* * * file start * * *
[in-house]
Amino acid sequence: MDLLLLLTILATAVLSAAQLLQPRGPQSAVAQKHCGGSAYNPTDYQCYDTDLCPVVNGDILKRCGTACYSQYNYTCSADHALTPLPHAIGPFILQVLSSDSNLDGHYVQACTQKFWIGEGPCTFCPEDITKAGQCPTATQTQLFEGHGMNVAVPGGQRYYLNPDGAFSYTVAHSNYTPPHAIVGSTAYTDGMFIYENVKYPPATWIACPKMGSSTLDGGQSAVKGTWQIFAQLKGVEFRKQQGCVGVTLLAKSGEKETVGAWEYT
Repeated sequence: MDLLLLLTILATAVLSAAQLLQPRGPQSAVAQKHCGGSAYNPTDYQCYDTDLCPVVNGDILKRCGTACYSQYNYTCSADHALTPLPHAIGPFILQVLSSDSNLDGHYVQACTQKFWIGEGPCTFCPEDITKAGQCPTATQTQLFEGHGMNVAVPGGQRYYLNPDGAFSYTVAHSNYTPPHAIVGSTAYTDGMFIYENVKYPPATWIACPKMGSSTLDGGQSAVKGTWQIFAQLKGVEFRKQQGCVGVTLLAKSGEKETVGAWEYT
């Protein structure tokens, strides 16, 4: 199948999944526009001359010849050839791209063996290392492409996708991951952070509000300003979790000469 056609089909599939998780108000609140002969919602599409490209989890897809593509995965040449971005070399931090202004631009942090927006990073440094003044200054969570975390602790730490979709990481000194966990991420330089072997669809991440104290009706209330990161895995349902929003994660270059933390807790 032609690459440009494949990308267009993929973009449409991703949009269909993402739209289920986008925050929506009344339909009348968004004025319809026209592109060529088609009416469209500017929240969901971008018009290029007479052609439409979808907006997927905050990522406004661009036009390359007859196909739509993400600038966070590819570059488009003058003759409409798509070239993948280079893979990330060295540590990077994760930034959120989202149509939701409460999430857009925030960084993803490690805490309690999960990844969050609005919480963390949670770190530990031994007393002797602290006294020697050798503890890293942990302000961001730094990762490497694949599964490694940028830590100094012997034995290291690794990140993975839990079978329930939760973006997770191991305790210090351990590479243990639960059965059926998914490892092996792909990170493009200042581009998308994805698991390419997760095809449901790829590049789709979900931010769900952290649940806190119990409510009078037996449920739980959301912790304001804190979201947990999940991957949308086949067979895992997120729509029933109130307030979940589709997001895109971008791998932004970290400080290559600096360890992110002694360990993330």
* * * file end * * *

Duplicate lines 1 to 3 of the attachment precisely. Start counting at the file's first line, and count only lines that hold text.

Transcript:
[in-house]
Amino acid sequence: MDLLLLLTILATAVLSAAQLLQPRGPQSAVAQKHCGGSAYNPTDYQCYDTDLCPVVNGDILKRCGTACYSQYNYTCSADHALTPLPHAIGPFILQVLSSDSNLDGHYVQACTQKFWIGEGPCTFCPEDITKAGQCPTATQTQLFEGHGMNVAVPGGQRYYLNPDGAFSYTVAHSNYTPPHAIVGSTAYTDGMFIYENVKYPPATWIACPKMGSSTLDGGQSAVKGTWQIFAQLKGVEFRKQQGCVGVTLLAKSGEKETVGAWEYT
Repeated sequence: MDLLLLLTILATAVLSAAQLLQPRGPQSAVAQKHCGGSAYNPTDYQCYDTDLCPVVNGDILKRCGTACYSQYNYTCSADHALTPLPHAIGPFILQVLSSDSNLDGHYVQACTQKFWIGEGPCTFCPEDITKAGQCPTATQTQLFEGHGMNVAVPGGQRYYLNPDGAFSYTVAHSNYTPPHAIVGSTAYTDGMFIYENVKYPPATWIACPKMGSSTLDGGQSAVKGTWQIFAQLKGVEFRKQQGCVGVTLLAKSGEKETVGAWEYT